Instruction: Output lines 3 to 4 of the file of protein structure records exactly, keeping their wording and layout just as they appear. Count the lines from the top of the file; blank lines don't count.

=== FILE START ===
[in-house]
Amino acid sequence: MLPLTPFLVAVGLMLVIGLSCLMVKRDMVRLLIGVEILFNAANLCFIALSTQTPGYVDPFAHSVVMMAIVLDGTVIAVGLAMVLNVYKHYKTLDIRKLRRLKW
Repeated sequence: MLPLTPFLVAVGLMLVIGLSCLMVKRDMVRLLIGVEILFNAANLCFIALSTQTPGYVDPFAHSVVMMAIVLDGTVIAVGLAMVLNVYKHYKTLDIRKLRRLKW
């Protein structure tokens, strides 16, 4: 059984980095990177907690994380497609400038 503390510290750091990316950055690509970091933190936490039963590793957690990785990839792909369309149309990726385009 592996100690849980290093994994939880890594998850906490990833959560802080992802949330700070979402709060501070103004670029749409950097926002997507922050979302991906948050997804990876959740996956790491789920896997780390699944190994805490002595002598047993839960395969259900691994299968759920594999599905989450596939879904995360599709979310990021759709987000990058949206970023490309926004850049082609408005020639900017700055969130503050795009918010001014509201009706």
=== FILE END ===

Repeated sequence: MLPLTPFLVAVGLMLVIGLSCLMVKRDMVRLLIGVEILFNAANLCFIALSTQTPGYVDPFAHSVVMMAIVLDGTVIAVGLAMVLNVYKHYKTLDIRKLRRLKW
């Protein structure tokens, strides 16, 4: 059984980095990177907690994380497609400038 503390510290750091990316950055690509970091933190936490039963590793957690990785990839792909369309149309990726385009 592996100690849980290093994994939880890594998850906490990833959560802080992802949330700070979402709060501070103004670029749409950097926002997507922050979302991906948050997804990876959740996956790491789920896997780390699944190994805490002595002598047993839960395969259900691994299968759920594999599905989450596939879904995360599709979310990021759709987000990058949206970023490309926004850049082609408005020639900017700055969130503050795009918010001014509201009706």